These days, instruction and assessment go hand-in-hand. So, when state departments of education collaborate with test vendors to produce accountability assessments, they do so with principles of universal design for assessment in mind. This way, educators can be assured that tests are accessible to the greatest number of kids. This has some benefits:
1. Fewer kids may need fewer accommodations. Although it is important to have accommodations when kids need them, there are potential pitfalls to using accommodations on a test. For example, what if the kid doesn't want to use the accommodation? What if the school forgets? Even under the best of circumstances, the logistics of providing accommodations on testing day can be tricky.
2. Fewer kids may need to take an alternate assessment. Alternate assessments should be used only for those kids who really need them. Since the accountability movement started, alternate assessments have probably been used too much. The federal government has told states that they can only include a small number of kids taking an alternate assessment as proficient for accountability purposes(1% of the total number of kids). When a kid has a significant cognitive disability and needs an alternate assessment, it's important for the student to have it available. But, alternate assessments should not be overused.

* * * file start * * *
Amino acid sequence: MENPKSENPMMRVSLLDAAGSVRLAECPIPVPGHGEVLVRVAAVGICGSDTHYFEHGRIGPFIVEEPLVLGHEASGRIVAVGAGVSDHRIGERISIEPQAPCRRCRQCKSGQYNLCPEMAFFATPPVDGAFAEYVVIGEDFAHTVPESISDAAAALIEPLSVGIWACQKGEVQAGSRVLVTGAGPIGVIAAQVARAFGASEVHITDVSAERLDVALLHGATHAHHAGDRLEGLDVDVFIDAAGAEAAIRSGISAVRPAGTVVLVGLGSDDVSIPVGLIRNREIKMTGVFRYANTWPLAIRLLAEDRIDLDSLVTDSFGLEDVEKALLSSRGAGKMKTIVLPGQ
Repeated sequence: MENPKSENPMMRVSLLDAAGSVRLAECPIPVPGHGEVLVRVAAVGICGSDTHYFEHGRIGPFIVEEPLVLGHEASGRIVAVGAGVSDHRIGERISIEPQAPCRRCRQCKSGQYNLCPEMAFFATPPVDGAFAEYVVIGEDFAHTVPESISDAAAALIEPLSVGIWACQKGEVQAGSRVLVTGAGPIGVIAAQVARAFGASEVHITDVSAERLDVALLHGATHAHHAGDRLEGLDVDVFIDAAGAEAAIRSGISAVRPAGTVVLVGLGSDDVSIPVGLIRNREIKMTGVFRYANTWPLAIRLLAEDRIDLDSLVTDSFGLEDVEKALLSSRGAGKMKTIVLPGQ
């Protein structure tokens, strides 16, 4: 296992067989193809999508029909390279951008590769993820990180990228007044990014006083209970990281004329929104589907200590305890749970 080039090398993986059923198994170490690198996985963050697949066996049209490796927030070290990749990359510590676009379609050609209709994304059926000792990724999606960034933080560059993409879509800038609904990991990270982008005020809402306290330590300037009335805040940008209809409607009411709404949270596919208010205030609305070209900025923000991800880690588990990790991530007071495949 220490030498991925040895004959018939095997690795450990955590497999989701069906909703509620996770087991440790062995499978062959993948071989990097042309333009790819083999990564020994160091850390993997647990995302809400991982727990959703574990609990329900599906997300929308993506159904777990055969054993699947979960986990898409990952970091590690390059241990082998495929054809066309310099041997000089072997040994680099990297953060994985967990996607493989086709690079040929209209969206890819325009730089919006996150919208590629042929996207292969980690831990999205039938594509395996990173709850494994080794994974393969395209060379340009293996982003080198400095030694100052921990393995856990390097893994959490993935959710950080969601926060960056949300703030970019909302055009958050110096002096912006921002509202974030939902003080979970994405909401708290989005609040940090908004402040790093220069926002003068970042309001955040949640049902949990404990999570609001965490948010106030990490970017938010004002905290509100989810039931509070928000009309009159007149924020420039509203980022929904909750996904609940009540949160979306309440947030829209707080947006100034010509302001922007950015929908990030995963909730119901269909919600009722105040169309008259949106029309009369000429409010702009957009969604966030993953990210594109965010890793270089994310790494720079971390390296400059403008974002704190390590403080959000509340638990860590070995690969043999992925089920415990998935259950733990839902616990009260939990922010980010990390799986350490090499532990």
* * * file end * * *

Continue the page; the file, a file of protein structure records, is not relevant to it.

3. All kids benefit from universal design. Universally designed tests are better tests overall because they were built from the ground up by thinking about what the test is trying to measure and making sure that the item development and the overall look and feel of the test is as accessible as possible.
According to the National Center on Educational Outcomes, some key elements of universal design of assessment include the following:
- Inclusive assessment population
- Precisely defined constructs
- Accessible, non-biased items
- Amenable to accommodations
- Simple, clear, and intuitive instructions and procedures
- Maximum readability and comprehensibility
- Maximum legibility